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Punnamāsa

1. Punnamāsa Thera.– He was born in Sāvatthi as the son of a brahmin, named Samiddhi; he was called Punnamāsa because, on the day of his birth, all the empty vessels in the house were filled with gold coins. He left the world after a son had been born to him, and, having entered the Order under the Buddha, he took the formula of the five bodily impurities ¹ (tacapañcaka) as a topic of meditation and became an Arahant. His former wife adorned herself and came with her child, seeking to seduce him, but without success.

In the time of Vipassī Buddha he was a partridge (cakkavāka), and, pleased with the appearance of the Buddha, offered him a sāla flower, holding it in his beak. Seventeen world-cycles ago he became king eight times under the name of Sucārudassana (Thag. vs. 10; ThagA.i.53 f).

He is evidently identical with Paccāgamanīya of the Apadāna. Ap.i.113.

¹ Hair of the head (kesa), body hair (loma), nails (nakha), teeth (danta), and skin (taca). This contemplation on the first five of the 32 body parts is generally given while shaving the candidate’s head for ordination (ed.)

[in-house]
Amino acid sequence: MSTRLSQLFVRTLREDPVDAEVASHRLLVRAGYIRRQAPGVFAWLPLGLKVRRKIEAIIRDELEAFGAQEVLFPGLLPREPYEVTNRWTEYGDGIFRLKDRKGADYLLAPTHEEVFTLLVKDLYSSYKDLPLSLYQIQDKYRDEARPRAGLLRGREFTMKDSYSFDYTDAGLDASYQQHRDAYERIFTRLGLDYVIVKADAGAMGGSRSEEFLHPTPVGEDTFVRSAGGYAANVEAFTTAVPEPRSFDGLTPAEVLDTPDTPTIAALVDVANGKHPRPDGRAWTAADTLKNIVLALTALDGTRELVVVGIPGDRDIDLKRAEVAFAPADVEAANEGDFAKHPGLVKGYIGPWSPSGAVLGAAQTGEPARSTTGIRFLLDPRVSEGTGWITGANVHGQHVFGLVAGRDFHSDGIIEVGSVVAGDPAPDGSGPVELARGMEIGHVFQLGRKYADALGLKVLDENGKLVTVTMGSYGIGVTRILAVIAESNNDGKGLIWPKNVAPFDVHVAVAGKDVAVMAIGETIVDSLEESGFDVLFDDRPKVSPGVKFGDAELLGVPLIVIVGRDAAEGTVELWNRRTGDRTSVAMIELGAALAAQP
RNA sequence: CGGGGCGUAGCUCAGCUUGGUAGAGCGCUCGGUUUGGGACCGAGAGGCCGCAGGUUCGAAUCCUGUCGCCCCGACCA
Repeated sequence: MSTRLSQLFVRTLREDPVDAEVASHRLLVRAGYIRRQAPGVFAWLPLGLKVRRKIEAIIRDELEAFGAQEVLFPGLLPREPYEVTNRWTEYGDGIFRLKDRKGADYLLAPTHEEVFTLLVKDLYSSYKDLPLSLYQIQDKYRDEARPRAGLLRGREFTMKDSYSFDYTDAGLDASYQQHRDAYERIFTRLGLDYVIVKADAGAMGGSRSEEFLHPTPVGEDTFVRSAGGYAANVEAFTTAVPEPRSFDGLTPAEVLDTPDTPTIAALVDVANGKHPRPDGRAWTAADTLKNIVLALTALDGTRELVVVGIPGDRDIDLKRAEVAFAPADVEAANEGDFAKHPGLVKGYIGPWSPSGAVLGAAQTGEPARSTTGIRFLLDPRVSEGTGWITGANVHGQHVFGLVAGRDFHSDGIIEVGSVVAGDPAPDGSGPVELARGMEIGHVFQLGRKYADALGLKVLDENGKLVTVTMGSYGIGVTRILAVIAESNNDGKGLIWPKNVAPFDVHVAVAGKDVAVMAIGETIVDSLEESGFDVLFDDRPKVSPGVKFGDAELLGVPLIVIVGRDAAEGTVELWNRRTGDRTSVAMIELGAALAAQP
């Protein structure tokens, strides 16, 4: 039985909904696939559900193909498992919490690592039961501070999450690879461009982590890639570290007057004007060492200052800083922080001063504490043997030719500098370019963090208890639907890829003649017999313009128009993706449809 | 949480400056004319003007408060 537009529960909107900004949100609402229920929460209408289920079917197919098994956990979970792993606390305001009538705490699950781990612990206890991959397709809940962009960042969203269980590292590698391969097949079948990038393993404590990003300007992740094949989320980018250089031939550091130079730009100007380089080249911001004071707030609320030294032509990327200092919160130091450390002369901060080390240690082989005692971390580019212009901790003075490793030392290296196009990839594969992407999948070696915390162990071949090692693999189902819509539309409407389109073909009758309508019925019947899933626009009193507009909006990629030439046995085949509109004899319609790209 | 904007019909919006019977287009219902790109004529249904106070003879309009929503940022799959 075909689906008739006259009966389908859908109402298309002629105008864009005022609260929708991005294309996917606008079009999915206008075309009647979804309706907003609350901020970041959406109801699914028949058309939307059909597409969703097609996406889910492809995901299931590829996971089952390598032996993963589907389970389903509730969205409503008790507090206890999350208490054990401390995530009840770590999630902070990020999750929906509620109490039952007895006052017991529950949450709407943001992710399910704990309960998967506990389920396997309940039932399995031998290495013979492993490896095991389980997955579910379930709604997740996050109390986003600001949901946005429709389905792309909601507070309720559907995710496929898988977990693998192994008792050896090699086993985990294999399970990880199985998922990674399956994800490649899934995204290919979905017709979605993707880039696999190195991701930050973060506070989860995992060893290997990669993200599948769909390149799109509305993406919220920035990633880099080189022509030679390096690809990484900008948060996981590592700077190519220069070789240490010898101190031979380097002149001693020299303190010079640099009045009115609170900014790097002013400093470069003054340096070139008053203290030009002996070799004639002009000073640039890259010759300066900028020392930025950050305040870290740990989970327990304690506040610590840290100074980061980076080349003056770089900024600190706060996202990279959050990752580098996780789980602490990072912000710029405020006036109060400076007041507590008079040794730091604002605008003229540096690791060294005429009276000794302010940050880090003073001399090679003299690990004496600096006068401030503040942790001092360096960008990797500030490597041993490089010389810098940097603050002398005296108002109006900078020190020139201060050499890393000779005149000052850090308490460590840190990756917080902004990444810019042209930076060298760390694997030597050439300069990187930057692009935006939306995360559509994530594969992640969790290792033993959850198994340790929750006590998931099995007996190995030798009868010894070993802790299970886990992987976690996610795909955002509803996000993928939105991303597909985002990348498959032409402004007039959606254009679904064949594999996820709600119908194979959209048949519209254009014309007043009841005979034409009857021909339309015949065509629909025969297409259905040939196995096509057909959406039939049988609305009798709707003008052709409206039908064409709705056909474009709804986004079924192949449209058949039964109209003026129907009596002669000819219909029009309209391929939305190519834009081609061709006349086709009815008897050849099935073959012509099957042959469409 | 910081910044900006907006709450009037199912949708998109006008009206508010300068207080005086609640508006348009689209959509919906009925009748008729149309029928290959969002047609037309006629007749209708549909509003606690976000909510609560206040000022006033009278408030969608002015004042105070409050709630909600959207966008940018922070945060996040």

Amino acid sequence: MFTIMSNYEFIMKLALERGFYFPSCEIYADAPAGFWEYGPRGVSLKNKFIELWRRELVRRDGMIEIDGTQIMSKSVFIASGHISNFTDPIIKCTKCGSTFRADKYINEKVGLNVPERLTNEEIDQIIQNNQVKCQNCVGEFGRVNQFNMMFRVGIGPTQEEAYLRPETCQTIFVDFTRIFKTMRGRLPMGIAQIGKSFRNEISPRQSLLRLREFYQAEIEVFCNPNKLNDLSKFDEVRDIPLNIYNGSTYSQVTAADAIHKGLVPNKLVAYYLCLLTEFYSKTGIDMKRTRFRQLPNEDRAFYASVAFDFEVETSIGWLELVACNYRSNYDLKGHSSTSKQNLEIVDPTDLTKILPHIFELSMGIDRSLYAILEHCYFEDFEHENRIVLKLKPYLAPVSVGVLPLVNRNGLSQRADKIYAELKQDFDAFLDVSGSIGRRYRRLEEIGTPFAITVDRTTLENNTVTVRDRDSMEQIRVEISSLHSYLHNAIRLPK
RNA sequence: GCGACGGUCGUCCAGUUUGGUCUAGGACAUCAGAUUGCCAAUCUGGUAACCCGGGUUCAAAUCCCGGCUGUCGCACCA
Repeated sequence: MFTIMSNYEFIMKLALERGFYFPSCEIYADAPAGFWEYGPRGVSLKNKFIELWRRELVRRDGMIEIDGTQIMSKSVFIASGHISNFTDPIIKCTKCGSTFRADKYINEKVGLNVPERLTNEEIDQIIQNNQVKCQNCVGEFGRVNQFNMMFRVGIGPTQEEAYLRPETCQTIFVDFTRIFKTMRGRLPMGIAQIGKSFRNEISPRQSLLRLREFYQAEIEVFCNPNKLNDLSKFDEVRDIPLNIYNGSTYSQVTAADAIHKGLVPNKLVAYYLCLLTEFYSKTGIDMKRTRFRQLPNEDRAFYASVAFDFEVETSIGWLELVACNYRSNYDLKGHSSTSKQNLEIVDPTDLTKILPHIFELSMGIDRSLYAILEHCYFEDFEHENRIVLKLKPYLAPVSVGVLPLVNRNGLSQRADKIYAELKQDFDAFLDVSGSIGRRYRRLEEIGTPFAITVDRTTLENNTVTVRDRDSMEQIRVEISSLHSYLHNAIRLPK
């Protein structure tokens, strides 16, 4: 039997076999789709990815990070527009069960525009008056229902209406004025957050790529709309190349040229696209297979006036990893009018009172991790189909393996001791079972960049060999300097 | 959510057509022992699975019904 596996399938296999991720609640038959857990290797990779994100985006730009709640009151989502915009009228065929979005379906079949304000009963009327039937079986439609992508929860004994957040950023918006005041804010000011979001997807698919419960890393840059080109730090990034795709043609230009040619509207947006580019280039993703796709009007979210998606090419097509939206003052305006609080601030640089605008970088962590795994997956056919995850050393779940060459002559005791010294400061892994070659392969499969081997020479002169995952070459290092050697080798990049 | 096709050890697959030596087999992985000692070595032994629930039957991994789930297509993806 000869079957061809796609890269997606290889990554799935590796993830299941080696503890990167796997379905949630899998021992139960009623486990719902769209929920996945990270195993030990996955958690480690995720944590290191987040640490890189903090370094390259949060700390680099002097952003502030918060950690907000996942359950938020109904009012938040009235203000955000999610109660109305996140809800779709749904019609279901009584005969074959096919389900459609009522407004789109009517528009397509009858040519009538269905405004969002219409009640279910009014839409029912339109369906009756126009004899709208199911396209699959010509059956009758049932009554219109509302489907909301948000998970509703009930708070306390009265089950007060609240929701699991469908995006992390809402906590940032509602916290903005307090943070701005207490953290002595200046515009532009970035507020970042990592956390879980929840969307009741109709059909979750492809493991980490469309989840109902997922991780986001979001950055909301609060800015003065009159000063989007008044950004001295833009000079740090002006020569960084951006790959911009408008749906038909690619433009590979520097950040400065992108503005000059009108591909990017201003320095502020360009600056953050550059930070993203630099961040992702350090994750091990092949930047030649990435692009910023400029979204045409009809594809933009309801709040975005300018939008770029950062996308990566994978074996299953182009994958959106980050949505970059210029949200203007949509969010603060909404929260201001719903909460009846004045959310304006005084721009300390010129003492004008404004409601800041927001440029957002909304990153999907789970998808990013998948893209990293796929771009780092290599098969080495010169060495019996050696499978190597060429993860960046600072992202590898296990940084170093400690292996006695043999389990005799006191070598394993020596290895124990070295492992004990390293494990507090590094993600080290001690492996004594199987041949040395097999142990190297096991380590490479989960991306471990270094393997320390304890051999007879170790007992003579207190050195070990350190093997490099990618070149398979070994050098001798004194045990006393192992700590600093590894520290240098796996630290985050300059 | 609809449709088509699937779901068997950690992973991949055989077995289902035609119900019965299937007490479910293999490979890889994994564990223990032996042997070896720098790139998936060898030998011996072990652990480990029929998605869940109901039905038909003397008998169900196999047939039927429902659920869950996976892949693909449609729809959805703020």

2. Punnamāsa Thera.– He was born at Sāvatthi in a landowner’s family. He was named Punnamāsa because, on the day of his birth, all the empty vessels in the house became filled with gold and silver coins. He left the world after the birth of a son, and, dwelling near the village, put forth effort, until he became an Arahant. Then going to Sāvatthi, he paid homage to the Buddha and dwelt in a charnel field. Meanwhile his son died, and his wife, wishing to prevent the king from taking the property, which was now left without an heir, went, with a large company, to her husband in order to persuade him to return to the lay life.

In the time of Tissa Buddha he was wandering about the forest, bow in hand, when he saw the Buddha’s robe hanging on a branch outside his cell. He immediately threw away his bow and, recalling the Buddha’s virtues, paid homage to the robe. Thag.vs.171, 172; ThagA.i.297 f.

He is probably identical with Paṃsukūlasaññika of the Apadāna. Ap.ii.418 f.

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